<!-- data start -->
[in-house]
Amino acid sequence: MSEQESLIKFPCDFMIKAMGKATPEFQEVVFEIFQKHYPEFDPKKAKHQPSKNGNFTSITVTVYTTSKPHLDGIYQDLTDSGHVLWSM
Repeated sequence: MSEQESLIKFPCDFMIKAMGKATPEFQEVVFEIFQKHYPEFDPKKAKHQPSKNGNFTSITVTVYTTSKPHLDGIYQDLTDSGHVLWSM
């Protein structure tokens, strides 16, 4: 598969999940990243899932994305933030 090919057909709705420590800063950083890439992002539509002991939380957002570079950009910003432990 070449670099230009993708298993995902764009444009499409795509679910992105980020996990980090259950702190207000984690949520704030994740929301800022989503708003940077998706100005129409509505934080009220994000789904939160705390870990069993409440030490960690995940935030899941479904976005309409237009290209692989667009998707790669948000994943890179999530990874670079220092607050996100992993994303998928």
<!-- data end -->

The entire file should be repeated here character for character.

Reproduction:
[in-house]
Amino acid sequence: MSEQESLIKFPCDFMIKAMGKATPEFQEVVFEIFQKHYPEFDPKKAKHQPSKNGNFTSITVTVYTTSKPHLDGIYQDLTDSGHVLWSM
Repeated sequence: MSEQESLIKFPCDFMIKAMGKATPEFQEVVFEIFQKHYPEFDPKKAKHQPSKNGNFTSITVTVYTTSKPHLDGIYQDLTDSGHVLWSM
């Protein structure tokens, strides 16, 4: 598969999940990243899932994305933030 090919057909709705420590800063950083890439992002539509002991939380957002570079950009910003432990 070449670099230009993708298993995902764009444009499409795509679910992105980020996990980090259950702190207000984690949520704030994740929301800022989503708003940077998706100005129409509505934080009220994000789904939160705390870990069993409440030490960690995940935030899941479904976005309409237009290209692989667009998707790669948000994943890179999530990874670079220092607050996100992993994303998928």